“In the keynote address for this symposium, Melody Barnes set the tone by stating that “culture sets the table for politics.”… Since “culture sets the table for politics,” and our policies are born out of national conversations that have their debut on the individual level, I would like to suggest that if we are to heal our national narrative, we must embrace an ethics of writing that is founded in the practice of empathy.”
–Elise, Course: Rewriting the American Narrative

Who Are We and Where Are We Coming From?: America’s Narrative Battle
“My native friends and I often talk about how it can feel like we’re living in two worlds. It is difficult to bring distinctively Native American thought into classrooms because we are working from an understanding of the world that is so different it feels mutually exclusive.”
–Alanna, Course: Rewriting the American Narrative

Writing in a Time of Crisis
“As I think about the panel, my mind always returns to the image of Patricia Smith’s mother cutting out Emmett Till’s photo, folding it to fit in her wallet, and using it as a warning, a real-life boogey man, the white men who lynched him.”
–Margaret, Rewriting the American Narrative

“I really loved the theory about literature that Aleksandar Hemon brought up, this idea that books do not make change on their own and we should not expect them to, but they are part of some larger “field of energy” that changes society slowly as books are read and written, and the old converses with the new.”
–Mary, Course: Rewriting the American Narrative

Does America Need a TRC?
“[A] TRC led by an oppressive group can cause similarly destructive incidents on purpose for their own gains rather than by accident, and America is in a position where it is too partisan divided for this to not happen.”
–Joshua, Course: Rewriting the American Narrative

“Panelists seemed to agree that this question of the whether or not America needs a truth commission is important because regardless of the answer it recognizes the “historical pain”, segregation, slavery, and mistreatment of citizens by the U.S. government. They also noted that the process of renewal in America may include any combination of a truth commission, accountability, acknowledgement, justice, or a sense of understanding.”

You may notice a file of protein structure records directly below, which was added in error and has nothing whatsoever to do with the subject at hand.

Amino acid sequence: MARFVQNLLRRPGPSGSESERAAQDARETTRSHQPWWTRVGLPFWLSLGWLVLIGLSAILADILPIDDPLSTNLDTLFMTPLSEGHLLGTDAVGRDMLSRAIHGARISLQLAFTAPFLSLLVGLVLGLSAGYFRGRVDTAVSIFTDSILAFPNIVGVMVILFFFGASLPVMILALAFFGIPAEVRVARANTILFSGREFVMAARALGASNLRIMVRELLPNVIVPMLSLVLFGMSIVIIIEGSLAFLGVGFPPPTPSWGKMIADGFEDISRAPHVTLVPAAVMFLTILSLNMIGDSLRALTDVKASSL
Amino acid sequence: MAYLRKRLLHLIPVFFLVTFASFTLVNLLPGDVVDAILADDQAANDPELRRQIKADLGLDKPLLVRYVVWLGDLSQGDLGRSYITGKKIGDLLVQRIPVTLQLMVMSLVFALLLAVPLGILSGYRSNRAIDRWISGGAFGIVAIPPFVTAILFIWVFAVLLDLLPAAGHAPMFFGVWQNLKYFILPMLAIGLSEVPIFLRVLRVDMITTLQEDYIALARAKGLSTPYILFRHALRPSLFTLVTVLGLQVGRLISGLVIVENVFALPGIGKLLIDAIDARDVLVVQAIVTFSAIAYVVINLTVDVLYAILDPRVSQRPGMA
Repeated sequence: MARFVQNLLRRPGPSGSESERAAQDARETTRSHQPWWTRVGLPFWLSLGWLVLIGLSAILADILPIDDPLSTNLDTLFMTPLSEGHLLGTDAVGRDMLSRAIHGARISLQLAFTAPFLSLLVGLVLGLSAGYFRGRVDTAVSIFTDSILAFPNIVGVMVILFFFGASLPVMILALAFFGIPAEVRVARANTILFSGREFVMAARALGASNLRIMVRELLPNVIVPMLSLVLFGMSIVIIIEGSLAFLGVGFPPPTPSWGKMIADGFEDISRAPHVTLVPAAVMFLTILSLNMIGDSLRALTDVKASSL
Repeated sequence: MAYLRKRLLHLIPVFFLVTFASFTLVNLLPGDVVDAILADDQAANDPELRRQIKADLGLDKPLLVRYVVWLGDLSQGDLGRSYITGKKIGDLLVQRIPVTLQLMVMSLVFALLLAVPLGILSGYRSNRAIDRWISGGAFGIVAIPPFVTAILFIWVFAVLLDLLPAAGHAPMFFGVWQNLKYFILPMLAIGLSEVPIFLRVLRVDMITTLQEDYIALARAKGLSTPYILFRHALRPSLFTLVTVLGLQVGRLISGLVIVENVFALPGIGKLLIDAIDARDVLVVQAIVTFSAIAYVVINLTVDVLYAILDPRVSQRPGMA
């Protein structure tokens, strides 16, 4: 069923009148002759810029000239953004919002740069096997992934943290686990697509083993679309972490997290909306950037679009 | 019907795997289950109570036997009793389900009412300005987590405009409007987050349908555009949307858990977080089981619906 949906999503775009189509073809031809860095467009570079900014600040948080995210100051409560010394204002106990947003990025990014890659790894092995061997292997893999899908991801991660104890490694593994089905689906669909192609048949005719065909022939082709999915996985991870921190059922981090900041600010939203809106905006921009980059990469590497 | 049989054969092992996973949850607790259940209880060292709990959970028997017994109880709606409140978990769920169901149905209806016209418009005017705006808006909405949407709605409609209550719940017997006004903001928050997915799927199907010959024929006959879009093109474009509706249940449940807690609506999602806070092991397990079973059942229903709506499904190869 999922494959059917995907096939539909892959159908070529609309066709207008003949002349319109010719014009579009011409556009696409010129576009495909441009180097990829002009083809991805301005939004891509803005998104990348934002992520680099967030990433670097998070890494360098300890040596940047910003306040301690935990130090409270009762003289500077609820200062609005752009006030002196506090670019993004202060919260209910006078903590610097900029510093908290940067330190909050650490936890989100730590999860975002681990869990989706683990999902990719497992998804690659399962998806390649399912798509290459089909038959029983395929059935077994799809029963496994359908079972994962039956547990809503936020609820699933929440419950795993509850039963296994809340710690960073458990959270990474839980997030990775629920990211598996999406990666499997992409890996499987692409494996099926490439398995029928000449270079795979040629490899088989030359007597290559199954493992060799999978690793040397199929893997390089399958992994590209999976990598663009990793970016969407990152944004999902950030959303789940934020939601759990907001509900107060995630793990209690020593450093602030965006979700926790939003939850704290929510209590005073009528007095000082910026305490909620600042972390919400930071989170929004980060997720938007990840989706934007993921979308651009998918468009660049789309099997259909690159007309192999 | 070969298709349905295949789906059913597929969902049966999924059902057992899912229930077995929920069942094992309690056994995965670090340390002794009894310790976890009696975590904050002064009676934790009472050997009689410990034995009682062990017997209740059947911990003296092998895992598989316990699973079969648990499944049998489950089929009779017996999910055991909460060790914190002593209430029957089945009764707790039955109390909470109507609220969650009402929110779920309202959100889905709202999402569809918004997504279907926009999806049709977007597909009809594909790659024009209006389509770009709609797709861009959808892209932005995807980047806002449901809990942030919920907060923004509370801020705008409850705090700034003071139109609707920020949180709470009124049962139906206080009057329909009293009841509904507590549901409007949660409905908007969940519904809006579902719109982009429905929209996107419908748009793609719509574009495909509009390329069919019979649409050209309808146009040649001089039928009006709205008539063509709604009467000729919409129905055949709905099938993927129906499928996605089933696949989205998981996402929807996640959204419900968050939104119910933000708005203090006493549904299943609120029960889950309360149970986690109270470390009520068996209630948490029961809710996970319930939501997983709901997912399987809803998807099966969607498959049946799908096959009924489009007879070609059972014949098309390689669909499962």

–Naomi, Course: Literature and Medicine

Reimagining the American Narrative
“Patricia Smith said something that really stuck with me: “You go to the news for news and poems for the truth.” This reflected the points made by the panel that the dominant narrative is not necessarily the news or American canons, but the proxies that can reach people’s feelings.”
–Lily, Course: Literature in Medicine

“I left believing that narrative truth is found by those who question the foundations of their culture and systems, by people willing to update the canon rather than be defined by it. Distrusting is the first step of truth-seeking.”
–Christina, Course: Rewriting the American Narrative

In Your Shoes
“One thing that struck me was the intention and focus that each actor brought to depicting the experience of the other. The compassion, empathy, and love among the group were visible and palpable and made me wonder if a similar technique could be employed to invoke similar methods of understanding among individuals in other settings.”
–Ursula, Course: Literature in Medicine

“I think being able to truly listen to patients is vital to being a clinical practitioner. This symposium showed that listening is not only the act of hearing someone, but it is also being present in that moment to absorb what the person is saying and how they are saying it.”
–Alaina, Course: Literature in Medicine


Spring Symposium: March 22-23, 2022

SCHEDULE OF EVENTS

Tuesday March 22, 2022

Ukraine Flag (Blue and Yellow)

5:00PM | Special Event: War in Ukraine: What Next?